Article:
A base Prologue comes with heated front seats, dual-zone climate control, wireless smartphone charging, power driver’s seat, and just about everything you’d find in any other modern automobile. Stepping up the trim ladder opens up the door to leather upholstery, memory seats, 12-speaker Bose sound system, sport driving modes, heated steering wheels, head-up displays, and more.


Pricing hasn’t been announced yet but everyone anticipates the 2024 Honda Prologue to start just above $46,000. How much room there is between that at the top-trimmed models is anybody’s guess.


Vehicle pricing has gotten notoriously difficult to predict recently but asking $55,000 for the Elite seems plausible. However, dealers are going to price them based on demand and we’ve seen some EVs being discounted. If the Prologue is a huge success, it might be years before they’re priced reasonably. If it’s a flop, then dealers are going to be discounting them heavily to get them off the lot.

[Images: Honda]


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Matt Posky
Matt Posky

A staunch consumer advocate tracking industry trends and regulation. Before joining TTAC, Matt spent a decade working for marketing and research firms based in NYC. Clients included several of the world’s largest automakers, global tire brands, and aftermarket part suppliers. Dissatisfied with the corporate world and resentful of having to wear suits everyday, he pivoted to writing about cars. Since then, that man has become an ardent supporter of the right-to-repair movement, been interviewed on the auto industry by national radio broadcasts, driven more rental cars than anyone ever should, participated in amateur rallying events, and received the requisite minimum training as sanctioned by the SCCA. Handy with a wrench, Matt grew up surrounded by Detroit auto workers and managed to get a pizza delivery job before he was legally eligible. He later found himself driving box trucks through Manhattan, guaranteeing future sympathy for actual truckers. He continues to conduct research pertaining to the automotive sector as an independent contractor and has since moved back to his native Michigan, closer to where the cars are born. A contrarian, Matt claims to prefer understeer — stating that front and all-wheel drive vehicles cater best to his driving style.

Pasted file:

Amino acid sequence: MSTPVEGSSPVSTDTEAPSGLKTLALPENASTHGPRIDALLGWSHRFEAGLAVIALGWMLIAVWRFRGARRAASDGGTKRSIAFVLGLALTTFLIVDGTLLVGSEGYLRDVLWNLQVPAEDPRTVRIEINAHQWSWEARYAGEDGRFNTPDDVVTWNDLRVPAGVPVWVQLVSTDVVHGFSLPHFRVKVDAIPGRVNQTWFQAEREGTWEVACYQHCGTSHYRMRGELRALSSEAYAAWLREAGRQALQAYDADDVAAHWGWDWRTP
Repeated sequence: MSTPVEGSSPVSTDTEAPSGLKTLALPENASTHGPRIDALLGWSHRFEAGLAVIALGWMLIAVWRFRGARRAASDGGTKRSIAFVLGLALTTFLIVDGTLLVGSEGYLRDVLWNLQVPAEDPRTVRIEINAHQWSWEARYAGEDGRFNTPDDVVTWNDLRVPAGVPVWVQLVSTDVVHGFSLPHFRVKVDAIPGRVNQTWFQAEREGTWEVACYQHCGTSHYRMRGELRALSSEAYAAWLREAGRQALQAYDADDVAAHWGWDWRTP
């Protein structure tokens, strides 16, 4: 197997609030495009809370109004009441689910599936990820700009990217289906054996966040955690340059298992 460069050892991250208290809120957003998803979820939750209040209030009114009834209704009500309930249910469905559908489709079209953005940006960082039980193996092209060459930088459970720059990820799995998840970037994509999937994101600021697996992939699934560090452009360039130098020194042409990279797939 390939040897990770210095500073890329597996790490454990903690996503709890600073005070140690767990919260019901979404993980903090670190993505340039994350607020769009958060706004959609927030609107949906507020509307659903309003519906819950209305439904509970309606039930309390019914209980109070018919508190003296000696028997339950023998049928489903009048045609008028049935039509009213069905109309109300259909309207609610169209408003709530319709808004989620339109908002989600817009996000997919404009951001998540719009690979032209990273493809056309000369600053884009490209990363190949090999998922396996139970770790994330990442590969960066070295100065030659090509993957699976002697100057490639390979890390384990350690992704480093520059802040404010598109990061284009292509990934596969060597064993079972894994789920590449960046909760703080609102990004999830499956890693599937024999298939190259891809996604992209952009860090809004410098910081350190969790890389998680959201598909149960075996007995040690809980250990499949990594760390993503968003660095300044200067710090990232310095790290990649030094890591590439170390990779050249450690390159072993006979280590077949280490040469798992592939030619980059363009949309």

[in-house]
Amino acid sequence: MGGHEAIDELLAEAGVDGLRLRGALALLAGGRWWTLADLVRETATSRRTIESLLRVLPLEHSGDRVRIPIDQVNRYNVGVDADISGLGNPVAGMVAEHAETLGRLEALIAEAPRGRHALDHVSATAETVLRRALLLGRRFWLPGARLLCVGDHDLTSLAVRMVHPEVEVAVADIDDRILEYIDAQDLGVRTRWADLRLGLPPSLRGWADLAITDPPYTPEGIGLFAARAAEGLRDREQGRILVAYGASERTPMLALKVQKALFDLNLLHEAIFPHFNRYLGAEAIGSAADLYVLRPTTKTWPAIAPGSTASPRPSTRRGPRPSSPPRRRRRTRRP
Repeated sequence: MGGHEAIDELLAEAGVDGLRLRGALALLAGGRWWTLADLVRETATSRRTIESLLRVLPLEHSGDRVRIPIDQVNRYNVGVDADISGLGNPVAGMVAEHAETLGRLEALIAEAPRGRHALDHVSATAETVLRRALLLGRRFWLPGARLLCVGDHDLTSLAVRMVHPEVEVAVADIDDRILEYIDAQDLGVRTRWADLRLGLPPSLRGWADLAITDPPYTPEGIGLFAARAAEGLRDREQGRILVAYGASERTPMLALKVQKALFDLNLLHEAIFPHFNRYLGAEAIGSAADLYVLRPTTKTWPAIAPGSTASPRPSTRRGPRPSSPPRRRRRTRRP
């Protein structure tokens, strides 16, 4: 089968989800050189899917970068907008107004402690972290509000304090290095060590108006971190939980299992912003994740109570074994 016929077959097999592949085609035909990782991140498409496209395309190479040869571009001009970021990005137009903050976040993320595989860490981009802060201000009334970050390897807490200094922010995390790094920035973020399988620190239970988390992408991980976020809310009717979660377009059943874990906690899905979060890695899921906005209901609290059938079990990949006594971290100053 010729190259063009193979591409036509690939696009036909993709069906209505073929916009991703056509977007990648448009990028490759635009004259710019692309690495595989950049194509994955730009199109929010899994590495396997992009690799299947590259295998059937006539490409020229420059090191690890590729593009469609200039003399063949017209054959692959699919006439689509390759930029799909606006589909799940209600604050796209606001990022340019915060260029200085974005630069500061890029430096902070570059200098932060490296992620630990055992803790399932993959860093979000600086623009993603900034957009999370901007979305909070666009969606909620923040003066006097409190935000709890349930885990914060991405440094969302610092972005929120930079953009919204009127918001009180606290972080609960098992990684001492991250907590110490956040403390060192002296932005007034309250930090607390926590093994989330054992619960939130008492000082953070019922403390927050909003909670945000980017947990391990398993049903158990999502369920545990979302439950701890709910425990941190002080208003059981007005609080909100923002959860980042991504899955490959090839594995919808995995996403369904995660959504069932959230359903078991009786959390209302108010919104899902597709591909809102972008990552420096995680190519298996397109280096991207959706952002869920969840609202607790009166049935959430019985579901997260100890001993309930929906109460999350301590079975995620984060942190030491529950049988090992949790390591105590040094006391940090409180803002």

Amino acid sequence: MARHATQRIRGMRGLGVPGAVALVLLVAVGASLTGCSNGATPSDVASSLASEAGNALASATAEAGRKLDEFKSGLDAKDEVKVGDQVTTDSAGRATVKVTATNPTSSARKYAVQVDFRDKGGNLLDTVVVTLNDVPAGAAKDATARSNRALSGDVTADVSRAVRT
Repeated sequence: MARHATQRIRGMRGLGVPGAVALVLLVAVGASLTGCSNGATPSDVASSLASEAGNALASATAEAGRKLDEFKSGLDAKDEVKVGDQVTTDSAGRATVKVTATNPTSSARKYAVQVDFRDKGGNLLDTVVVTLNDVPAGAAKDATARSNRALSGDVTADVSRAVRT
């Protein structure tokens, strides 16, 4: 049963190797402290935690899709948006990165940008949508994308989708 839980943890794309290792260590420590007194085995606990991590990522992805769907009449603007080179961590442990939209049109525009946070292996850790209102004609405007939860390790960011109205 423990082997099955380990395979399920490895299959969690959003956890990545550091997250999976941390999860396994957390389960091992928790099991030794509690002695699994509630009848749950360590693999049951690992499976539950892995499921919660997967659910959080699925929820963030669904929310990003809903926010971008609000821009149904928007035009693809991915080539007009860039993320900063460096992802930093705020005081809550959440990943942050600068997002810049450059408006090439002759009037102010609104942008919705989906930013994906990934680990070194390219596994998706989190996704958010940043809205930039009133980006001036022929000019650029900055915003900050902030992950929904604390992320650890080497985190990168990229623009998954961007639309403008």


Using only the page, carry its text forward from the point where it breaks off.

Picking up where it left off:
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  • Mebgardner Mebgardner on Sep 30, 2023

    Wishing for the day of open source software in EVs, including the OS. Lets have some transparency in the algorithms and controls. No Fair data hoovering my phone when connected.


    I'm also wondering at the level of CANBus components in this vehicle.

  • Lou_BC Lou_BC on Oct 01, 2023

    I'm confused, isn't a Prologue a preview? This would be a preview of a preview.

  • VoGhost Fantastic work by Honda design. When I first saw the pictures, I thought "Is that a second gen Acura NSX?"
  • V16 2025 VW GLI...or 2025 Honda Civic SI? Same target audience, similar price points. Both are rays of sun in the gray world of SUV'S.
  • FreedMike Said this before and I'll say it again: I'm not that exercised about this whole "pay for a subscription" thing, as long as the deal's reasonable. And here's how you make it reasonable: offer it a monthly charge. Let's say that adaptive headlights are a $500 option on this vehicle, and the subscription is $15 a month, or $540 over a three year lease. So you try the feature for a month, and if you like it, you keep it; if you don't, then you discontinue it, like a Netflix subscription. In any case, you didn't get charged $500 up front the feature. That's not a bad deal.In my case, let's say VW offers an over the air chip reflash that gives me another 25 hp. The total price of the upgrade is $1,000 (which is what a reflash would cost you in the aftermarket). If they offered me a one time monthly subscription for $50 to try it out, I'd take it. In other words, maybe the news isn't all bad.
  • 2ACL A good car, but - at least in this configuration -not one that should command a premium. Its qualities just aren't as enduring as those of Honda's contemporary sports cars. For better or worse, this is a formula they remain able to replicate.
  • Jalop1991 I just read that Tesla's profits are WAY down "as the electric vehicle company has faced both more EV competition from established automakers and a slowing of overall EV sales growth." This Cadillac wouldn't help Tesla at all, but the slowing market of EV sales overall means this should be a halo/boutique car. Regardless, yes, they should make it.